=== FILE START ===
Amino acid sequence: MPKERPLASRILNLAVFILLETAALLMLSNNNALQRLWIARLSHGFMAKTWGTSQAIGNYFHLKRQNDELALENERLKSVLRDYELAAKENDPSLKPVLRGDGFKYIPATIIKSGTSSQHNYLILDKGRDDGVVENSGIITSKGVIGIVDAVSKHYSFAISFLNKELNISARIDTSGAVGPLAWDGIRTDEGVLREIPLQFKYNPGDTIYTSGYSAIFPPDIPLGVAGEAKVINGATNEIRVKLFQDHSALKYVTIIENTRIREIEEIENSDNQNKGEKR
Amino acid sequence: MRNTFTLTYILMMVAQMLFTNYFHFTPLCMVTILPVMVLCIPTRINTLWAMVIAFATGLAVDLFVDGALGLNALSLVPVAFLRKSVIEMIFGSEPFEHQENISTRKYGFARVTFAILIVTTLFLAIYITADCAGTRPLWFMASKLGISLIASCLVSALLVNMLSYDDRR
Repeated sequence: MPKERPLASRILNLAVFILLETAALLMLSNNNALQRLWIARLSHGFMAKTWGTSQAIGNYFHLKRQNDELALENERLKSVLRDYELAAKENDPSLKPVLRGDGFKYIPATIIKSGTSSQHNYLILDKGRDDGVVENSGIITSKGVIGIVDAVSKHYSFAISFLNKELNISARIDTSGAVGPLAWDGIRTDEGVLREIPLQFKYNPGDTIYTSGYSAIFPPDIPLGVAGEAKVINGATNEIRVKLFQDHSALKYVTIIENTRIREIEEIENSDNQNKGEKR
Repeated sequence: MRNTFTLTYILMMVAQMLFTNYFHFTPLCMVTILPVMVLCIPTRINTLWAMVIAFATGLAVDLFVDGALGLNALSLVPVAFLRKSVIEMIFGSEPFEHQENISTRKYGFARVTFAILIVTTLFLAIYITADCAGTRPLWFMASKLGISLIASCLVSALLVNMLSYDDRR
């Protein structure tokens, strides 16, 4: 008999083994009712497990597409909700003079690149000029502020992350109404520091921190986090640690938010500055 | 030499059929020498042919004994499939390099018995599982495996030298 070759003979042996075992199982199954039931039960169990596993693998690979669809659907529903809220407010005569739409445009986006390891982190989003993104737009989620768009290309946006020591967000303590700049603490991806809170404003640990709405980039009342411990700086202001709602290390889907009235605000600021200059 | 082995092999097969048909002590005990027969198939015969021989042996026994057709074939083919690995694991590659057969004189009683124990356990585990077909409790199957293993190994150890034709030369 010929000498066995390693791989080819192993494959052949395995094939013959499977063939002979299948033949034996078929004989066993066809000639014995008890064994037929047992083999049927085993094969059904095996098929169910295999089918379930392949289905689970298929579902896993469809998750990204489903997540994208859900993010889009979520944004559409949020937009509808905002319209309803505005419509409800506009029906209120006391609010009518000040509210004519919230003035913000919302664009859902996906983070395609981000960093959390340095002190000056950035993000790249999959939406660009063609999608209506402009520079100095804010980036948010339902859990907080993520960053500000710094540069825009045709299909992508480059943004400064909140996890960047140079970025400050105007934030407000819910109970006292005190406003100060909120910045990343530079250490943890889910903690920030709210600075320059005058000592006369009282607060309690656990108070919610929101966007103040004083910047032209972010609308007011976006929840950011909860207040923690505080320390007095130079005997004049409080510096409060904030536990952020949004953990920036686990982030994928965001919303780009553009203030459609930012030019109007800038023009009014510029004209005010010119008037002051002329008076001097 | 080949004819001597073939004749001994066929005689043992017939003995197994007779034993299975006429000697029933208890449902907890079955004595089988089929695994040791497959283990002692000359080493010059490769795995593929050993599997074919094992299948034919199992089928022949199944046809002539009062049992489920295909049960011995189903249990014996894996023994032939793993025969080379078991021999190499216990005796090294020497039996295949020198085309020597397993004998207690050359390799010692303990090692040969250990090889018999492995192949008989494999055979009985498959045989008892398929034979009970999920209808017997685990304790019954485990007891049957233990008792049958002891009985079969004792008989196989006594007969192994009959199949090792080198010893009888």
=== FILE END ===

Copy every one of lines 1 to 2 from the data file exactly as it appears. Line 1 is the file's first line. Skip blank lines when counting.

Amino acid sequence: MPKERPLASRILNLAVFILLETAALLMLSNNNALQRLWIARLSHGFMAKTWGTSQAIGNYFHLKRQNDELALENERLKSVLRDYELAAKENDPSLKPVLRGDGFKYIPATIIKSGTSSQHNYLILDKGRDDGVVENSGIITSKGVIGIVDAVSKHYSFAISFLNKELNISARIDTSGAVGPLAWDGIRTDEGVLREIPLQFKYNPGDTIYTSGYSAIFPPDIPLGVAGEAKVINGATNEIRVKLFQDHSALKYVTIIENTRIREIEEIENSDNQNKGEKR
Amino acid sequence: MRNTFTLTYILMMVAQMLFTNYFHFTPLCMVTILPVMVLCIPTRINTLWAMVIAFATGLAVDLFVDGALGLNALSLVPVAFLRKSVIEMIFGSEPFEHQENISTRKYGFARVTFAILIVTTLFLAIYITADCAGTRPLWFMASKLGISLIASCLVSALLVNMLSYDDRR